Monday, October 31, 2011

Shuttleworth Misses the Point Yet Again

I caught an article on entitled:

"Shuttleworth: Linux Power Users Aren't too Cool for Unity"

There are a number of quotes in the article from the originator of the Ubuntu Linux distribution, Mark Shuttleworth, that clearly attest to the fact he is completely missing what so many people find wrong with Unity. He starts with an completely misplaced "fact" for which he does not provide any backing:

"There is a bit of a myth that power users don't like and aren't interested in usability and ease-of use," 

Who ever said this? I've been using Linux for more than a few years now. I read many a different FOSS news wires and never before have I seen this idea thrown around. Perhaps there was an article or two I missed on this topic... At any rate Shuttleworth is going to continue digging a hole for himself:

"There is going to be a crowd that is just too cool to use something that looks really slick and there is nothing we can do for them,"

I can't speak for everyone, but I can at least speak for myself. I am not "too cool" to use something that looks "slick" (I mean comon, have you seen Enlightenment). 

What I'm not about to use though is something that was clearly designed for a touch screen on my computer that has a 15+inch monitor driven by a keyboard and mouse. I'm not about to use something that is resource greedy. And I most certainly not about to use something that makes most all the choices for me about how my desktop should be laid out. I'm the one that is going to be using my computer - so how about I get to choose how the GUI works best for me?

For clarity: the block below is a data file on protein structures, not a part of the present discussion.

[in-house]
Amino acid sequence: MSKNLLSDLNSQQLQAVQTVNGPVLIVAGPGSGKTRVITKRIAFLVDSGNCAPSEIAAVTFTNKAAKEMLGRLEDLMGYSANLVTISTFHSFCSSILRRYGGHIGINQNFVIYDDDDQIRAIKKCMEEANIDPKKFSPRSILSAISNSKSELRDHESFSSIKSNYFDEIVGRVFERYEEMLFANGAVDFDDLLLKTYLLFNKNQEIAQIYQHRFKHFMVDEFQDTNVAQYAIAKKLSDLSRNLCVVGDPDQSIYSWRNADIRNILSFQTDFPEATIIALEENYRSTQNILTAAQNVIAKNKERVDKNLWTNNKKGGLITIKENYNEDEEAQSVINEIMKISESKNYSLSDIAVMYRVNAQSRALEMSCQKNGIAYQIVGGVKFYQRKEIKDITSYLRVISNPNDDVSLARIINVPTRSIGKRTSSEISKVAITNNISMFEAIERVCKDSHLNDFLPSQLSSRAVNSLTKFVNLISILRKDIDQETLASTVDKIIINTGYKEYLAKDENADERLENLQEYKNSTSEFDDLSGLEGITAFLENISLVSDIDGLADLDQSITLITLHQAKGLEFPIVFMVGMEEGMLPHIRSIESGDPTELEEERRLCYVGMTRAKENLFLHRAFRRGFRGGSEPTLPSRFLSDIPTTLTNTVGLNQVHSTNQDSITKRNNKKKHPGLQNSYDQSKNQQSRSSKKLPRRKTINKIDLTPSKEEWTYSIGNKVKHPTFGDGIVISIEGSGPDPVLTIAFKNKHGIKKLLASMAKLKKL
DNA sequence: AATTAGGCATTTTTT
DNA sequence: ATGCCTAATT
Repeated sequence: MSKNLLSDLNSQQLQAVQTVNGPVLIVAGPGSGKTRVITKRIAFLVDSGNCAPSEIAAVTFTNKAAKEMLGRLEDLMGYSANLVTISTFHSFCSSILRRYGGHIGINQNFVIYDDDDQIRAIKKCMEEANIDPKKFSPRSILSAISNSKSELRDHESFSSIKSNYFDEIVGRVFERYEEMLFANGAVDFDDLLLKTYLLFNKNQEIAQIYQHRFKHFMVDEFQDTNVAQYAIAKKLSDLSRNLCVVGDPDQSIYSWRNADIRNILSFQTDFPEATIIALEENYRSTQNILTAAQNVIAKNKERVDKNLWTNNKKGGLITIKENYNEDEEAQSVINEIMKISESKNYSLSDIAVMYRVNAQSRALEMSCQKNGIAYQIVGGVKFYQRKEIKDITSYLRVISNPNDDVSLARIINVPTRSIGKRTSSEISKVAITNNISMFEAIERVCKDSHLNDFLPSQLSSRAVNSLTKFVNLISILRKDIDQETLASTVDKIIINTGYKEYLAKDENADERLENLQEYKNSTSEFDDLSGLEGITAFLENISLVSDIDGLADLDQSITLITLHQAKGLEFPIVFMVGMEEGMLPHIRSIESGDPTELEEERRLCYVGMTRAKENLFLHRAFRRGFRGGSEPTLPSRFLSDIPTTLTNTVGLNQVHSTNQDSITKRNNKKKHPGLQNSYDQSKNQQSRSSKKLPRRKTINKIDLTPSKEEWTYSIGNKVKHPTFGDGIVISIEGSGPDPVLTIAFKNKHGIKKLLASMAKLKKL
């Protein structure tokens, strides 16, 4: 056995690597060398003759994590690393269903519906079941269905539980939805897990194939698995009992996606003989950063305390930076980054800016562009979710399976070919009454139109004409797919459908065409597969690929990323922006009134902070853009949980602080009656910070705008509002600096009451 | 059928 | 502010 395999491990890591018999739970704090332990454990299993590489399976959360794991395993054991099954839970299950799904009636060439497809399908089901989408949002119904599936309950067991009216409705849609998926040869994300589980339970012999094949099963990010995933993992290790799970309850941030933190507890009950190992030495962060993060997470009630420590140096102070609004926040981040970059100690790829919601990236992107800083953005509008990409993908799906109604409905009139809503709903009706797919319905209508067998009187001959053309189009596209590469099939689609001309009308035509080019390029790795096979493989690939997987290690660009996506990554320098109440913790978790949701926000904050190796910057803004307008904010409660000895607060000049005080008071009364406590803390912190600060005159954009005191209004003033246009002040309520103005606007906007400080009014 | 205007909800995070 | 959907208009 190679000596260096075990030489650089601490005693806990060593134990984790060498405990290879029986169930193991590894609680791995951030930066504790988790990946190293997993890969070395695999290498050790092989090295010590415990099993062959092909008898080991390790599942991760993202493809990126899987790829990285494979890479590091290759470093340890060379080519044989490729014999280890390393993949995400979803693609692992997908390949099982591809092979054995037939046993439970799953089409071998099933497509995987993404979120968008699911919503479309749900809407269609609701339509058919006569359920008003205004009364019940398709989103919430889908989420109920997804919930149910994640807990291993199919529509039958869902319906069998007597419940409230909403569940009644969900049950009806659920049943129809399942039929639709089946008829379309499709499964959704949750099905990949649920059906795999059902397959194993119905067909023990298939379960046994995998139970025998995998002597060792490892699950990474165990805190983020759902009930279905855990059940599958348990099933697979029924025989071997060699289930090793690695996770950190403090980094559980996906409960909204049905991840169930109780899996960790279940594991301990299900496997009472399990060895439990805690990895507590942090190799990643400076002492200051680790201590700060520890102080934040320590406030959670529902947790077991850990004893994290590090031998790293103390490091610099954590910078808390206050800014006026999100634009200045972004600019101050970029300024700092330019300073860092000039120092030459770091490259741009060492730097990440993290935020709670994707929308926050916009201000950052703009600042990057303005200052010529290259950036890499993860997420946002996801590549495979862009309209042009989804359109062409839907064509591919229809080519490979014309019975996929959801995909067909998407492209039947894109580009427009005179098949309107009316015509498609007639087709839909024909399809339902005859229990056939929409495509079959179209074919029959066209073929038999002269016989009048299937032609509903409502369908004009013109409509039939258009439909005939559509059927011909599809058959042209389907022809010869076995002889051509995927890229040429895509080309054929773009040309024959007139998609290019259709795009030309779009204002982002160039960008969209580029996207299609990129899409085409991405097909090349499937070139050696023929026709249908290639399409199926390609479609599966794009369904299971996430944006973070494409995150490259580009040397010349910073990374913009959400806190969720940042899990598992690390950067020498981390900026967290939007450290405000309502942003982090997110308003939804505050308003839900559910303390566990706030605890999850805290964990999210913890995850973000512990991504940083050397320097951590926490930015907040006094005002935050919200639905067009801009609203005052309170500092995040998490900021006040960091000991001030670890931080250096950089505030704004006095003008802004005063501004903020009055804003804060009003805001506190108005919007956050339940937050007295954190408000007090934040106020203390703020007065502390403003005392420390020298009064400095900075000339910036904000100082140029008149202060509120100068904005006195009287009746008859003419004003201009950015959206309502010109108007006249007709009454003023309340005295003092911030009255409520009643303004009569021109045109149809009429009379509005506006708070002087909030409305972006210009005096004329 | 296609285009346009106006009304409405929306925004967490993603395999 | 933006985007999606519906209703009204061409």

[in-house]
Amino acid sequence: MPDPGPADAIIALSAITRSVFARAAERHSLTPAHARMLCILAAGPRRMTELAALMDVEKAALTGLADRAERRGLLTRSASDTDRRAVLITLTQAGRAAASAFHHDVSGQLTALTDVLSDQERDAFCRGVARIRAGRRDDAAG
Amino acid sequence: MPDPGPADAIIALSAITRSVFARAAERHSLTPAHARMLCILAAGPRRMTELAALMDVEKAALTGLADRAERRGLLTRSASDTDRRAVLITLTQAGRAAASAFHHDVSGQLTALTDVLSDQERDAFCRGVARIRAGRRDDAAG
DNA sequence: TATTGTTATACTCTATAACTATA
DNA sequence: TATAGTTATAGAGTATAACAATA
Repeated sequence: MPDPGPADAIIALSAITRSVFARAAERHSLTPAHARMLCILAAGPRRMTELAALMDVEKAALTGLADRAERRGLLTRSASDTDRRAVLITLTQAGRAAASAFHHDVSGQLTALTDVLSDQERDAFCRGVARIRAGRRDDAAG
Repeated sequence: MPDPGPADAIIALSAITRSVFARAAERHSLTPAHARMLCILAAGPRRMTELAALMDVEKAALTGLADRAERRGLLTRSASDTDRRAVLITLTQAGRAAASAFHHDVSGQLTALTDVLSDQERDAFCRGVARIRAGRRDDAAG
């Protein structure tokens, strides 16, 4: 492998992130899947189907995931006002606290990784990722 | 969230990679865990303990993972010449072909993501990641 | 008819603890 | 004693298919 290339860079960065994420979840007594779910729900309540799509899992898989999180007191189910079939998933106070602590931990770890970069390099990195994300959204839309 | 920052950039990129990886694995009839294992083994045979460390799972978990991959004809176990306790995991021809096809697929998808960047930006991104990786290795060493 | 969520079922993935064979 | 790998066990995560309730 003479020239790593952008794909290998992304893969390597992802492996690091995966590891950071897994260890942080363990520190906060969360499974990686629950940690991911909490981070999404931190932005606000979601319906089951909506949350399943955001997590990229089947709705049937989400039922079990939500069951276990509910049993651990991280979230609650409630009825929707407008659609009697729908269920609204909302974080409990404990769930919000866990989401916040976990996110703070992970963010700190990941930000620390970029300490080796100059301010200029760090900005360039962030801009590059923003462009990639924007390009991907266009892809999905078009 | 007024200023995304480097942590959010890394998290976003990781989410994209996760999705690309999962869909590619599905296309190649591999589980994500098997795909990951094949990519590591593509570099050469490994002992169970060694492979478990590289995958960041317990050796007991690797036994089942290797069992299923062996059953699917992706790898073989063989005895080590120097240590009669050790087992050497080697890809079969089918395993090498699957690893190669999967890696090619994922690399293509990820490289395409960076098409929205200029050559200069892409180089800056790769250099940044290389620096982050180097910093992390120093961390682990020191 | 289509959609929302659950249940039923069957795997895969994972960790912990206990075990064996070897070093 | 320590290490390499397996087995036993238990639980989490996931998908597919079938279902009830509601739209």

I know everyone is bound to have one of those "open mouth insert foot" moments at one point or another, but Shuttleworth's blatant disregard for why users dislike Unity is just shocking to me. 

~Jeff Hoogland

Thursday, October 27, 2011

Q&A with Enlightenment Lead Developer "Rasterman"

It's no secret that I am a huge fan of the Enlightenment desktop. I recently got into contact with the project's lead developer "Rasterman" and we did a little bit of a question and answer session. If you aren't sure on what all the Enlightenment desktop and the EFLs are exactly please see my post here.

How long have you been working on E for?

I remember when I started writing E. Dinosaurs were roaming the earth and things were much warmer... So that was back in 1996.

You've been the lead developer for Enlightenment for some time, did you work on any other desktop environments/projects prior to it?

Prior to enlightenment I was hacking on fvwm. fvm-xpm was a result of my
hacking and rxvt-xpm too. Beyond this I also wrote some trinkets like xflame (display flames in X in a window or on root even) xripple (create reflection ripples on your desktop background in x). Then I got sucked into the bottomless pit that is Enlightenment and have yet to escape.

What inspired you to create another desktop/window manager?

I had an itch. I scratched it. Frankly I just thought X was too plain and ugly
and needed some spicing up. I knew X could do it and people were just not
using the facilities it had, so I did.

In your opinion what are the EFLs strongest advantages over other libraries such as GTK or QT?

Smaller, leaner and built for a more modern graphics era. They are designed from the ground up as a scene graph. GTK and QT are just beginning to explore that and see the light. EFLs have been there and mature for many years now.

How much of Enlightenment/EFLs do you maintain personally?

Not all of them by any stretch. I mostly stick to ecore, evas, edje, embryo, eet, and elementary. Eina I throw things into now and again, but I don't tend to put a lot of time into that one. Efreet, e_dbus and eeze I mostly leave alone. E17 itself I do a large amount of work on still. Of course many others who work on these too to varying degrees, not just me, so it's a team effort.

How many active developers does Enlightenment currently have working on it?